The term “gene” means any DNA fragment comprising a DNA region (the “transcribed DNA region”) that is transcribed into a RNA molecule (e.g., a mRNA) in a cell under control of suitable regulatory regions, e.g., a plant expressible promoter region. A gene may thus comprise several operably linked DNA fragments such as a promoter, a 5′ untranslated leader sequence, a coding region, and a 3′ untranslated region comprising a polyadenylation site. An endogenous plant gene is a gene which is naturally found in a plant species. A chimeric gene is any gene which is not normally found in a plant species or, alternatively, any gene in which the promoter is not associated in nature with part or all of the transcribed DNA region or with at least one other regulatory regions of the gene.

The term “expression of a gene” refers to the process wherein a DNA region under control of regulatory regions, particularly the promoter, is transcribed into an RNA which is biologically active, i.e., which is either capable of interaction with another nucleic acid or which is capable of being translated into a biologically active polypeptide or protein. A gene is said to encode an RNA when the end product of the expression of the gene is biologically active RNA, such as an antisense RNA or a ribozyme. A gene is said to encode a protein when the end product of the expression of the gene is a biologically active protein or polypeptide.

The term “root-selective”, with respect to the expression of a DNA in accordance with this invention, refers to, for practical purposes, the highly specific, expression of a DNA in cells of roots of plants, such as corn plants (“corn-root-selective”). In other words, transcript levels of a DNA in tissues different of root plants is either below detection or very low (less than about 0.2 picograms per microgram total RNA).

The term “root-preferential” with respect to the expression of a DNA in accordance with this invention, refers to an expression pattern whereby the DNA is expressed predominantly in roots, but expression can be identified in other tissues of the plant. In one embodiment of the present invention, expression in roots may be enhanced by about 2 to about 10 times higher in roots than in other tissues.

It will be clear that having read these embodiments, the person skilled in the art can easily identify and use functional equivalent promoters for the same purposes.

DNA sequences which have a promoter activity substantially similar to the corn root preferential promoters comprising the nucleotide sequence of SEQ ID 1 from the nucleotide at position 1 to the nucleotide at position 338 or SEQ ID 2 from the nucleotide at position 11 to the nucleotide at position 1196 or SEQ ID 14 from the nucleotide at position 1 to the nucleotide at position 1280, or parts thereof having promoter activity, are functional equivalents of these promoters. These functional equivalent promoters may hybridize with the corn root preferential promoter regions comprising the nucleotide sequence of SEQ ID 1 or of SEQ ID No 2 or of SEQ ID 14 under stringent hybridization conditions.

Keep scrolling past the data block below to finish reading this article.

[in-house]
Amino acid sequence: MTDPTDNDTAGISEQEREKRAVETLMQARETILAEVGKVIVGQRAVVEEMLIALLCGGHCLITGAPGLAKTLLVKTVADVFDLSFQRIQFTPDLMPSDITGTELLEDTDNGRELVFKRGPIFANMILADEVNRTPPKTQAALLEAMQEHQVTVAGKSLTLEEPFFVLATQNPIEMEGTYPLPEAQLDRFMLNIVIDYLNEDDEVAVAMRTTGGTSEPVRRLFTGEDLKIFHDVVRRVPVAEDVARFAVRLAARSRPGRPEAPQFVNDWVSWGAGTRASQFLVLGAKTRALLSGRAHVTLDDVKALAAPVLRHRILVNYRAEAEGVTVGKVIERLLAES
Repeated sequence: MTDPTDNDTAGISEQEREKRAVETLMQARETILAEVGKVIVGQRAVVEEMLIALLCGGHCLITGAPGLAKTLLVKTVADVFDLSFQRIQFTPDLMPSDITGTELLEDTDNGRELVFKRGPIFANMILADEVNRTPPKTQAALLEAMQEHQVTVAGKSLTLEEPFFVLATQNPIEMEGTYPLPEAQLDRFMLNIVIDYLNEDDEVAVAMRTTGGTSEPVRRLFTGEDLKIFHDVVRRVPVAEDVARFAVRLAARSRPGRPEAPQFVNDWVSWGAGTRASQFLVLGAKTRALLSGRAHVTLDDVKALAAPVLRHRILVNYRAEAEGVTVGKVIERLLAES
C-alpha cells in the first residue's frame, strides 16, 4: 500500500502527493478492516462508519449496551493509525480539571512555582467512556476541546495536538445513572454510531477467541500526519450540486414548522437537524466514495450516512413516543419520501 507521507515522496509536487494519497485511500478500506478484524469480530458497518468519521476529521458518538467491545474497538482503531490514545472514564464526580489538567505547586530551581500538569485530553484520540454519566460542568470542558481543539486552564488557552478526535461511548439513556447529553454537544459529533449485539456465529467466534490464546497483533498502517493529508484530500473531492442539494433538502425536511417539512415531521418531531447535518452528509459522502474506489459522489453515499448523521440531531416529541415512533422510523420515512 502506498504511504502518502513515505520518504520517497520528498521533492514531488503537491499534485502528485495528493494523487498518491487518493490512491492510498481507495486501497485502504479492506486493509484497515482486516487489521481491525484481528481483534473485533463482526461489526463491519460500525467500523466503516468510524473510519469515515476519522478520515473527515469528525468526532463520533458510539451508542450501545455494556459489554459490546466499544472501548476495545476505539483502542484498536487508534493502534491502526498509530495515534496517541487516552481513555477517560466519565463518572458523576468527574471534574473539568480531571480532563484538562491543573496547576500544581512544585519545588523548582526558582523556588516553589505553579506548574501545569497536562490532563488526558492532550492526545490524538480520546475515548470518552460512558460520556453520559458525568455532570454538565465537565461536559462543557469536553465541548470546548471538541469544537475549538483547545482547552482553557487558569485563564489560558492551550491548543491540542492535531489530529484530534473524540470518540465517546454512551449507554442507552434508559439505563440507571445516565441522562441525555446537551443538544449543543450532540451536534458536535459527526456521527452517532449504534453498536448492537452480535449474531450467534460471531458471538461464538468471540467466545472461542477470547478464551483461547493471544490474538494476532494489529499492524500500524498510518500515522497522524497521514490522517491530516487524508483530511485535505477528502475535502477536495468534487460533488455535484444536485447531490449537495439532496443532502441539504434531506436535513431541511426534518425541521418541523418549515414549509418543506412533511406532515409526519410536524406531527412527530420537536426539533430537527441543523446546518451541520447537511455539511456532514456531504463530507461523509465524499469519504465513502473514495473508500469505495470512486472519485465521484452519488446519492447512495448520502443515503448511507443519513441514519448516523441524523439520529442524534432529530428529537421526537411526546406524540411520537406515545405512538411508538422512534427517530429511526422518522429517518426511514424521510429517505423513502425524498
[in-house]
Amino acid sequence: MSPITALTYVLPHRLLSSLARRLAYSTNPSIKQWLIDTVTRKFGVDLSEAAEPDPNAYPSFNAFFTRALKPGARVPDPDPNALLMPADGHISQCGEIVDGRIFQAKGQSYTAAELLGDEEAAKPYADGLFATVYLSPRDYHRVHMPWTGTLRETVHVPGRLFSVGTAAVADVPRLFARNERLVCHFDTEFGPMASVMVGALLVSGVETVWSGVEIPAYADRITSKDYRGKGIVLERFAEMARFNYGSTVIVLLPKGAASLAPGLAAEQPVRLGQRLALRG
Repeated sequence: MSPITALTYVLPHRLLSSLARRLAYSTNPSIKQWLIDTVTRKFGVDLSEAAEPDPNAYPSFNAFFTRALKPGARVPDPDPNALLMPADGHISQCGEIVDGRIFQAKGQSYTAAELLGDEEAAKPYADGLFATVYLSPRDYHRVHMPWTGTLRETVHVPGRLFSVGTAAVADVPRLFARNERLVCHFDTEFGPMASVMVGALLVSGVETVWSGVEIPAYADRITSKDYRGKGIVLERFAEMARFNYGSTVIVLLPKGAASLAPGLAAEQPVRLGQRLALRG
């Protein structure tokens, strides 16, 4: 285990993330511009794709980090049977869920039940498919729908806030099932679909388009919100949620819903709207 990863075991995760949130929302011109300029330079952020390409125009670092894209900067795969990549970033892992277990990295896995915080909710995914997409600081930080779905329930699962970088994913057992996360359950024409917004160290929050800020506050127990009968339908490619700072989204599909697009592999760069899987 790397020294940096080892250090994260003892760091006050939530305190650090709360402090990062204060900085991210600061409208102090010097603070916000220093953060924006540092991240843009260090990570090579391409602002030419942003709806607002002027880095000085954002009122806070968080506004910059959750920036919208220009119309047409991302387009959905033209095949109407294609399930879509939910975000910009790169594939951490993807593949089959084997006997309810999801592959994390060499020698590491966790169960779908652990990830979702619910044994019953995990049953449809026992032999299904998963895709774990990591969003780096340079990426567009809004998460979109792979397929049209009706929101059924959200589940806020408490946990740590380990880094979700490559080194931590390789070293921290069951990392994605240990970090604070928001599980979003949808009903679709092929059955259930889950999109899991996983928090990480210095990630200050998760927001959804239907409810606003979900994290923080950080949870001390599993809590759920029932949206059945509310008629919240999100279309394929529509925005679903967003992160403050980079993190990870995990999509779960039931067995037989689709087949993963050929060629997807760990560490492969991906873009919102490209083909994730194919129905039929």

“Stringent hybridization conditions” as used herein means that hybridization will generally occur if there is at least 95% or even at least 97% sequence identity between the probe and the target sequence. Examples of stringent hybridization conditions are overnight incubation in a solution comprising 50% formamide, 5×SSC (150 mM NaCl, 15 mM trisodium citrate), 50 mM sodium phosphate (pH 7.6), 5×Denhardt's solution, 10% dextran sulfate, and 20 μg/ml denatured, sheared carrier DNA such as salmon sperm DNA, followed by washing the hybridization support in 0.1×SSC at approximately 65° C. Other hybridization and wash conditions are well known and are exemplified in Sambrook et al, Molecular Cloning: A Laboratory Manual, Second Edition, Cold Spring Harbor, NY (1989), particularly chapter 11.

Other functional equivalent promoters comprise nucleotide sequences which can be amplified using oligonucleotide primers comprising at least about 25, at least about 50, or at least about 100 consecutive nucleotides selected from the nucleotide sequence of SEQ ID 1 or SEQ ID 2, in a polymerase chain amplification reaction. Examples of such oligonucleotide primers are GVK 29 (SEQ ID No 9) and GVK 30 (SEQ ID No 10).

Functionally equivalent promoters may be isolated e.g. from different corn varieties. They may also be made by modifying isolated corn root-preferential promoters through addition, substitution, deletion or insertion of nucleotides. They can also be completely or partly synthesized.

Alternatively, functional equivalent promoters may be isolated using a cDNA of a transcript which is expressed at a high level in roots of a plant, such as a corn plant, as a probe to isolate the genomic DNA upstream of the nucleotide sequence corresponding to the nucleotide sequence of the cDNA. As used herein “cDNA” is used to indicate both the first strand cDNA (complementary to the mRNA) as well as the strand complementary thereto (and thus identical to the mRNA except that U is replaced by T) or a double stranded cDNA fragment. In accordance with this invention, corn root selective cDNAs and their corresponding plant genomic DNA fragments may be identified as follows: